Severe, life-threatening, or fatal interstitial lung disease and/or pneumonitis can occur with abemaciclib. Across MONARCH 1, 2 and 3, 3.3% of abemaciclib-treated patients had ILD of any grade, 0.6% had grade 3 or 4, and 0.4% died (45). Findings from the adjuvant monarchE reported ILD in 2.7% of patients (0.3% grade 3) and given the potential severity of fatal ILD and/or pneumonitis, patients should be made of aware of symptoms and reported immediately to their physicians (30). A recent comprehensive review on the safety analysis of MONARCHE 2 and 3, ILD/pneumonitis was reported as (2 and 5.2%) for MONARCHE 2 and 3, respectively with <1% of cases grade ≥3(46). According to The National Cancer Institute Common Terminology Criteria for Adverse Events (NCI-CTCAE), the patient presented herein fits grade 2 toxicity, which is defined as pneumonitis involving the presence of new or worsening symptoms, including shortness of breath, cough, chest pain, fever and increased oxygen requirements (47). Additionally, the patient developed pneumonitis almost a year following the initiation of adjuvant abemaciclib therapy; the diagnosis of drug-induced lung toxicity was uncertain at the initial presentation, which led to the delay in diagnosis for almost three months. In this case, other differentials were explored (infectious and non-infectious causes) such as, pulmonary embolism; pulmonary edema and heart failure were ruled out by the negative PE scan and microbiology results. Radiation-induced pneumonitis is differential; however, the involvement of both the upper and lower areas away from the field of radiation and the marked improvement that followed the discontinuation of the drug strongly supports abemiclib being the cause. Epirubicin, paclitaxel and cyclophosphamide have been associated with interstitial pneumonia and fibrosis (cyclophosphamide); reportedly, this tends to occur while on therapy (48,49).

The patient presented herein developed interstitial pneumonia almost two years following the completion of the adjuvant chemotherapy, which renders it less likely as the cause. CDK4/6 inhibitors are highly likely to be the causative agent of pulmonary toxicity in several patients who have received the therapy; these agents are new and their side-effects remain poorly understood. As with the treatment of drug-induced pneumonitis, the common recommendation is the discontinuation of the causative agent and to initiate steroids (33). The patient presented herein did not require any oxygen or respiratory support and her symptoms had markedly improved after one week from terminating the medication and the completion of the workup. Therefore, it was determined that the observation of the patient continue with a low threshold to begin steroid treatment upon any change in the respiratory status. It is important for physicians to know that interstitial pneumonitis may be fatal and close observations should be carried out for those patients. CDK4/6 inhibitors may be recognized as the potential cause for drug-induced pneumonitis.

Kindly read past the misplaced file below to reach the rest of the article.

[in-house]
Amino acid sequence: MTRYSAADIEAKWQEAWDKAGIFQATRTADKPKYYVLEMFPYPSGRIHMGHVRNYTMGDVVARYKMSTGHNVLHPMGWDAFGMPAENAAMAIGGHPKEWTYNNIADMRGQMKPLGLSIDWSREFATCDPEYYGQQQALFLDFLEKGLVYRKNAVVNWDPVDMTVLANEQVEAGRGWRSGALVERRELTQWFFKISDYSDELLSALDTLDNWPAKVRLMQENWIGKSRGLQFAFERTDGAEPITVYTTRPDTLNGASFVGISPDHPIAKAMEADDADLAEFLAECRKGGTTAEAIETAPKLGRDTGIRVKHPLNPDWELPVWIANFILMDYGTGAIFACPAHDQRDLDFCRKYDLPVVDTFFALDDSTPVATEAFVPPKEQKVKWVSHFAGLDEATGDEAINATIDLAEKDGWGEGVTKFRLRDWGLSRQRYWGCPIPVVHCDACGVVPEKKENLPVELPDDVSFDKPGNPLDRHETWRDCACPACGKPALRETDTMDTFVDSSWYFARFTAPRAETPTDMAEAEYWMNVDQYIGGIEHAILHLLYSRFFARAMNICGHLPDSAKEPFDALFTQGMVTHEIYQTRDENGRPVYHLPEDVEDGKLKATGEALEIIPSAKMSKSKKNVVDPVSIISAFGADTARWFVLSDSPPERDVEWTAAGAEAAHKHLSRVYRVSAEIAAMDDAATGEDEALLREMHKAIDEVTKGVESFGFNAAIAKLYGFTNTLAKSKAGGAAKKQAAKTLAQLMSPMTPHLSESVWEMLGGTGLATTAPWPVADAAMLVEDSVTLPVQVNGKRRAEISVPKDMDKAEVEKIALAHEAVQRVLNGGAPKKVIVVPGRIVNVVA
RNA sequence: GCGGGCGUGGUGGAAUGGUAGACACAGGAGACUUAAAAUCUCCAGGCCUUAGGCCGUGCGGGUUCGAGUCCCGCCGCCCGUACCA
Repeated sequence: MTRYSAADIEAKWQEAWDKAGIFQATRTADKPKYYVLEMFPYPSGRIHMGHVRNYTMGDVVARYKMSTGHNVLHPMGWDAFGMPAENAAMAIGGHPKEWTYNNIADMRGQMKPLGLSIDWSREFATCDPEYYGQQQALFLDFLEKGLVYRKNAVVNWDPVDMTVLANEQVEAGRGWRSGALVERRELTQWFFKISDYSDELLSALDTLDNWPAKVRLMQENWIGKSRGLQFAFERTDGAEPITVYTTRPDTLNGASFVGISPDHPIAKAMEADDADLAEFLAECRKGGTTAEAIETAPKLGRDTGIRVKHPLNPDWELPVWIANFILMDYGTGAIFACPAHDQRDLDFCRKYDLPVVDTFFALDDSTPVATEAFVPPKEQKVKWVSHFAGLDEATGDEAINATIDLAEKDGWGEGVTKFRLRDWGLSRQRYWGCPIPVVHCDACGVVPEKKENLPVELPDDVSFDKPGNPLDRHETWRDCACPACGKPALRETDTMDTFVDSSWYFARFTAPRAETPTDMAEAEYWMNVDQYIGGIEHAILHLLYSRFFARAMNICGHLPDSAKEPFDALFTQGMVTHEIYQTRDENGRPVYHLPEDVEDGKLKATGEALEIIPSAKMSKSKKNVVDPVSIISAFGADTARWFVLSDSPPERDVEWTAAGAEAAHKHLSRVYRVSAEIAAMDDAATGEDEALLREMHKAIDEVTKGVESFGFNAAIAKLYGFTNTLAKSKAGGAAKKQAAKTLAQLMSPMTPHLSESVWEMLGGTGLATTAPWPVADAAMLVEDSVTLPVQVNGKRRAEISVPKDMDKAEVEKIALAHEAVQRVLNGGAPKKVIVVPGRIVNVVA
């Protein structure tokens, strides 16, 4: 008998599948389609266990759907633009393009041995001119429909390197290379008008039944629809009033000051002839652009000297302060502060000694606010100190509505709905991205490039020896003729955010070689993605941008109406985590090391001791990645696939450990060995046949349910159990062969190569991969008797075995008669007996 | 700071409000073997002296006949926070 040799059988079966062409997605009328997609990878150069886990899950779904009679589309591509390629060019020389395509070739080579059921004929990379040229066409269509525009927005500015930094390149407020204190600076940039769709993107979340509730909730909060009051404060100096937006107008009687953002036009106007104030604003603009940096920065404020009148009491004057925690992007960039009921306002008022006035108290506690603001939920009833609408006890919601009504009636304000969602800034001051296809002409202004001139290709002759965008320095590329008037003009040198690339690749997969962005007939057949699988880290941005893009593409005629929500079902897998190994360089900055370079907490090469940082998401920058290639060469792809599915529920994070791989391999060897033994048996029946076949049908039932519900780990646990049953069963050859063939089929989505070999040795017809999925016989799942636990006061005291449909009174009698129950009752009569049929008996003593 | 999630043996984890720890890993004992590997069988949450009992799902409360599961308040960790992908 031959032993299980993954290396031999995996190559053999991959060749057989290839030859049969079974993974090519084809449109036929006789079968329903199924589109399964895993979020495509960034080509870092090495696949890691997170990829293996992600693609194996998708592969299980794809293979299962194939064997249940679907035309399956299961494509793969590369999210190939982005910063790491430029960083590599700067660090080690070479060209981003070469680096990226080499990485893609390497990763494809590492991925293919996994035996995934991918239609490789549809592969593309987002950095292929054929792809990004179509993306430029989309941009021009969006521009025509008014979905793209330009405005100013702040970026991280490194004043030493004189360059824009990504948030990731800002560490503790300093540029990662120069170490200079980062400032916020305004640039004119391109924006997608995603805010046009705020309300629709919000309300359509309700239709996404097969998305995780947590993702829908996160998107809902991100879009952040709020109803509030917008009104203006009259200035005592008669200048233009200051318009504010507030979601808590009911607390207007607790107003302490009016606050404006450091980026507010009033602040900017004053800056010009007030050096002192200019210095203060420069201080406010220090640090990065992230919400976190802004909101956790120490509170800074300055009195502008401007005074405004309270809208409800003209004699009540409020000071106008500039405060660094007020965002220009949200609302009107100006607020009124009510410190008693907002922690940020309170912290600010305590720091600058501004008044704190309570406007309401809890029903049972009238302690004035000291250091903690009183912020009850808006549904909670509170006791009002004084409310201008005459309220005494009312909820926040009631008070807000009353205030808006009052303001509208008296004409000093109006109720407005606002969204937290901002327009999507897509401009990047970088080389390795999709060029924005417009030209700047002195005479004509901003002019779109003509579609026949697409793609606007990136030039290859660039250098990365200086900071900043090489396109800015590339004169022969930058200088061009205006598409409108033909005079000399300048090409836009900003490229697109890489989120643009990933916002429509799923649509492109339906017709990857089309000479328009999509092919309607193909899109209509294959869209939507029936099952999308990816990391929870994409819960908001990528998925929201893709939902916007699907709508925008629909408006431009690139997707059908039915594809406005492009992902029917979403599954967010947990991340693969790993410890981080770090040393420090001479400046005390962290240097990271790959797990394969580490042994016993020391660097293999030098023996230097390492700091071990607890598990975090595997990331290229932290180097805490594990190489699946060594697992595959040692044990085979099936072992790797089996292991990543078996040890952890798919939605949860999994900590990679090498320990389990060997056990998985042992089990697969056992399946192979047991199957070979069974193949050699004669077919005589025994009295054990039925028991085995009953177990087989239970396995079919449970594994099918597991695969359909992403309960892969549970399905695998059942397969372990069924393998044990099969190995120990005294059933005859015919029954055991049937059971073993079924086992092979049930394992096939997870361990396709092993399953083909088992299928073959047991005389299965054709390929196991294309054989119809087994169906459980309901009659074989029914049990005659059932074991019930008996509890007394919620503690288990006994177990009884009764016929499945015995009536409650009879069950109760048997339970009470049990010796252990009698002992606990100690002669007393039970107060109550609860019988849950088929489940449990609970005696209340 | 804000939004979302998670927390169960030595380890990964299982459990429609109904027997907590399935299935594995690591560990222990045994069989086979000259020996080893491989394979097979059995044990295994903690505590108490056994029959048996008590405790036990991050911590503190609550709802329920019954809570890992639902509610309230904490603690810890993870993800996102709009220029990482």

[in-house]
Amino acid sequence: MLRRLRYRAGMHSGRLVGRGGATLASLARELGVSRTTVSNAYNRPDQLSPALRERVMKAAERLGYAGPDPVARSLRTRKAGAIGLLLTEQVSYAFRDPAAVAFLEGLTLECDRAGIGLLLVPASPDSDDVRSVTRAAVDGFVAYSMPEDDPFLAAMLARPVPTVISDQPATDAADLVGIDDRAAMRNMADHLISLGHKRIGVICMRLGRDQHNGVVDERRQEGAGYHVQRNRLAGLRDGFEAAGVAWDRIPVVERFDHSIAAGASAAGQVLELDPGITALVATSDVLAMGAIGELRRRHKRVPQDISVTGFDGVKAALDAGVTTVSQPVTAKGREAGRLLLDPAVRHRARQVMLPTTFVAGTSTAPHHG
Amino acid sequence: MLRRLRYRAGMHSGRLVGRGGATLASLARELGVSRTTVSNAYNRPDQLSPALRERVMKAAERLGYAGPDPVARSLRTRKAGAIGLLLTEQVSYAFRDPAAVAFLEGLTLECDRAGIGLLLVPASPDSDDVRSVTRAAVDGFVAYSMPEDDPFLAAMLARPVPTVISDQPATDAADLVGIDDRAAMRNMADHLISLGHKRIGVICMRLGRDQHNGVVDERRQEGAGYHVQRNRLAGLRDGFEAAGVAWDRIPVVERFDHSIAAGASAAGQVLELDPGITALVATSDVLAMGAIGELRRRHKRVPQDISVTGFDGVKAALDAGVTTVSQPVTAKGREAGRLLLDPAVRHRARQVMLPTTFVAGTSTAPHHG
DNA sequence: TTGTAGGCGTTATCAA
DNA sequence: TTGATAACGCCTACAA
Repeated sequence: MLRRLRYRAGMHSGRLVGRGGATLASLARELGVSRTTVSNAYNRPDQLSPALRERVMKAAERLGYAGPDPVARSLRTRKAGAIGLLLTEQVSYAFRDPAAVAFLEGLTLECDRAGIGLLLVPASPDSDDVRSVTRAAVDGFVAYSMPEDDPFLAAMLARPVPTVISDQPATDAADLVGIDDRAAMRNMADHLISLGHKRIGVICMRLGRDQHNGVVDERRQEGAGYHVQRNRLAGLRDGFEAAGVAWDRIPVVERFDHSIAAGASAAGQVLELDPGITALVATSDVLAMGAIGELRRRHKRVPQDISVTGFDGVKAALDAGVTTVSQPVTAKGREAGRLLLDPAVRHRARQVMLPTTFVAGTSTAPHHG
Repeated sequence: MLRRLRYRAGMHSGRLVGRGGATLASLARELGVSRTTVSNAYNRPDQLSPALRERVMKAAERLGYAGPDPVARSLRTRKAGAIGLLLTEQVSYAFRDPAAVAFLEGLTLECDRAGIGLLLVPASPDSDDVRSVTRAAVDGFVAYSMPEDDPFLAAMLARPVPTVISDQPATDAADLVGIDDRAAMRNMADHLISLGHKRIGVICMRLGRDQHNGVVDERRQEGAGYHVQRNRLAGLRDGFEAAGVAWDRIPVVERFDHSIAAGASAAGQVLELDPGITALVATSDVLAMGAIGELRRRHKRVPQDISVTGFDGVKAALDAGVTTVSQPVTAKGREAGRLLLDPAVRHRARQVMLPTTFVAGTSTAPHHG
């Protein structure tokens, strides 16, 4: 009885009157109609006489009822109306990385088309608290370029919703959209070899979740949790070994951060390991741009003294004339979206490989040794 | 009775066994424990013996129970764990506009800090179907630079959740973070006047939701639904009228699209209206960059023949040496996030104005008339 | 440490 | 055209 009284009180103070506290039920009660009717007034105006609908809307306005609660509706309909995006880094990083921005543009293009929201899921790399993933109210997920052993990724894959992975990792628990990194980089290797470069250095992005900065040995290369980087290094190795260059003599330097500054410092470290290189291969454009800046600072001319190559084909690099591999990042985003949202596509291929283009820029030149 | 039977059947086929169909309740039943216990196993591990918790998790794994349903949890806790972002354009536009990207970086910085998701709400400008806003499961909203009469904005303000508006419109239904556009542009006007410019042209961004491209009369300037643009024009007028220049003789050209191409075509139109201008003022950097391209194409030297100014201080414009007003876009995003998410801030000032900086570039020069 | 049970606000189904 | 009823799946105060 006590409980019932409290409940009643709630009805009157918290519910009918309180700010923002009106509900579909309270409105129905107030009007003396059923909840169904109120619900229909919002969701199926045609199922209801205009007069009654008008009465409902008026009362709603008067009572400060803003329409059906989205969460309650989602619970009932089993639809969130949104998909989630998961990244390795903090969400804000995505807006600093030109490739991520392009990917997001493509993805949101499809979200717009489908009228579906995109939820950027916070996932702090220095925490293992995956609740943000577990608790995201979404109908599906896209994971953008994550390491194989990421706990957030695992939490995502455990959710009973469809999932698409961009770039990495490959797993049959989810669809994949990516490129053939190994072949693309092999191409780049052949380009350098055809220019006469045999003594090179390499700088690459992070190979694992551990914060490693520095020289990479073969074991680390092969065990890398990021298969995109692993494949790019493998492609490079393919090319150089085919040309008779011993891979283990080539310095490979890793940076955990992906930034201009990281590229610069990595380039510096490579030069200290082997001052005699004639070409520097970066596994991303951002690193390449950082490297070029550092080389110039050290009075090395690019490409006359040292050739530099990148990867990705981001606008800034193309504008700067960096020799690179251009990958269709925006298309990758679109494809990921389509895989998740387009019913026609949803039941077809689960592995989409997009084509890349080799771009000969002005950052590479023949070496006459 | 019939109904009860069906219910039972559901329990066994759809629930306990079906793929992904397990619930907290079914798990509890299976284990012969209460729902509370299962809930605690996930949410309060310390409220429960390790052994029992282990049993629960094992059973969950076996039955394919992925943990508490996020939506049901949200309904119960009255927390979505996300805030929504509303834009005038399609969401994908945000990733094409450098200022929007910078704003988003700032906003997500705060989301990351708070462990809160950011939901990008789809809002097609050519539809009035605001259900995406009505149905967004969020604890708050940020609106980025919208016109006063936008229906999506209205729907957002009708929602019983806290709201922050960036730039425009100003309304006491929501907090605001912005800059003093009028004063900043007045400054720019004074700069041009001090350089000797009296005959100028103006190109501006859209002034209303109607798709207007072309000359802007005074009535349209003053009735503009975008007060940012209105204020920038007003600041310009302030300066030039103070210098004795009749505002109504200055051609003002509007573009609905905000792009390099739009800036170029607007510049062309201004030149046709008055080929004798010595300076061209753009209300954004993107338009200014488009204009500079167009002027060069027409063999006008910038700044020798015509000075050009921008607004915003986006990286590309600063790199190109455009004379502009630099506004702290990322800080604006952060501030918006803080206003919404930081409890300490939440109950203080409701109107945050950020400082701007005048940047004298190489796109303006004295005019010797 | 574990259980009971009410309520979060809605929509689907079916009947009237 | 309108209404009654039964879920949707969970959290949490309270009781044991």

Not applicable.

Availability of data and materials

Data sharing is not applicable to this article, as no datasets were generated or analyzed during the current study.

Authors' contributions

AAG contributed to the reviewing of the literature, case description, discussion and writing the initial draft and submission of the final case report. AAS and KAS contributed to the reviewing of the literature and writing of the Introduction. MA contributed to the reviewing of the literature and writing of the Discussion. KL contributed to the case description and in the reviewing of the radiological images. TAT contributed with his guidance to the reviewing and supervising the writing of the case report and final revision. AAG and TAT confirm the authenticity of all raw data. All authors were involved in the design of the study and have read and approved the final manuscript.

Ethics approval and consent to participate

Not applicable.

Patient consent for publication

The patient has provided a consent for her data to be published.

Competing interests

TAT has received speaking honoraria from Roche, Novartis and Lilly, and has served on an advisory committee for Roche, Lilly and Novartis.



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Al‑Ghabban A, Al‑Shibany A, Al‑Shangiti K, Aseafan M, Latif K and Al‑Tweigeri T: Adjuvant abemaciclib‑induced pneumonitis: A case report and review of the literature. World Acad Sci J 3: 28, 2021
Al‑Ghabban, A., Al‑Shibany, A., Al‑Shangiti, K., Aseafan, M., Latif, K., & Al‑Tweigeri, T. (2021). Adjuvant abemaciclib‑induced pneumonitis: A case report and review of the literature. World Academy of Sciences Journal, 3, 28.
Al‑Ghabban, A., Al‑Shibany, A., Al‑Shangiti, K., Aseafan, M., Latif, K., Al‑Tweigeri, T."Adjuvant abemaciclib‑induced pneumonitis: A case report and review of the literature". World Academy of Sciences Journal 3.3 (2021): 28.
Al‑Ghabban, A., Al‑Shibany, A., Al‑Shangiti, K., Aseafan, M., Latif, K., Al‑Tweigeri, T."Adjuvant abemaciclib‑induced pneumonitis: A case report and review of the literature". World Academy of Sciences Journal 3, no. 3 (2021): 28.